The Tyranny of Science
Paul Feyerabend is one of the greatest philosophers of science of the 20th century and his book <i>Against Method</i> is an international bestseller. In this new book he masterfully weaves together the main elements of his mature philosophy into a gripping tale: the story of the rise of rationalism in Ancient Greece that eventually led to the entrenchment of a mythical ‘scientific worldview’.
In this wide-ranging and accessible book Feyerabend challenges some modern myths about science, including the myth that ‘science is successful’. He argues that some very basic assumptions about science are simply false and that substantial parts of scientific ideology were created on the basis of superficial generalizations that led to absurd
misconceptions about the nature of human life. Far from solving the pressing problems of our age, such as war and poverty, scientific theorizing glorifies ephemeral generalities, at the cost of confronting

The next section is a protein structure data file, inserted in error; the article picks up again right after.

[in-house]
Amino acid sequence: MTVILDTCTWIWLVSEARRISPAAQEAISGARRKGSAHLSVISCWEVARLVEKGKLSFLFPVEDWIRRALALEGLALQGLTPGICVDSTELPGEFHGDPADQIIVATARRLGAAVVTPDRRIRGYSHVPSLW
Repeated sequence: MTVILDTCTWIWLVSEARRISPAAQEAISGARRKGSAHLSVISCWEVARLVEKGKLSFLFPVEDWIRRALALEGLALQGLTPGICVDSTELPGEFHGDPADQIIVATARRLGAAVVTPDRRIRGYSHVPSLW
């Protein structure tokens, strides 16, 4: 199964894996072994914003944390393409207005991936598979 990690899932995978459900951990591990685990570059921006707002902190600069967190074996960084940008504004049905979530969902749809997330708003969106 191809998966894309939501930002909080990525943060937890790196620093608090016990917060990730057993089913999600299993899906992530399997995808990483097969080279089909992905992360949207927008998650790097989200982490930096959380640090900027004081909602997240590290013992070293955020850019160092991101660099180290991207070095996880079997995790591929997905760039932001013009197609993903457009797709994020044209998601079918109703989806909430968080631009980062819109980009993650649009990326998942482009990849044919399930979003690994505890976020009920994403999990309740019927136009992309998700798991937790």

the real particulars that make life meaningful. Objectivity and generality are based on abstraction, and as such, they come at a high price. For abstraction drives a wedge between our thoughts and our
experience, resulting in the degeneration of both. Theoreticians, as opposed to practitioners, tend to impose a tyranny on the concepts they use, abstracting away from the subjective experience that makes
life meaningful. Feyerabend concludes by arguing that practical experience is a better guide to reality than any theory, by itself, ever could be, and he stresses that there is no tyranny that cannot be resisted, even if it is exerted with the best possible intentions.
Provocative and iconoclastic, <i>The Tyranny of Science</i> is one of Feyerabend’s last books and one of his best. It will be widely read by everyone interested in the role that science has played, and continues to play, in the shaping of the modern world.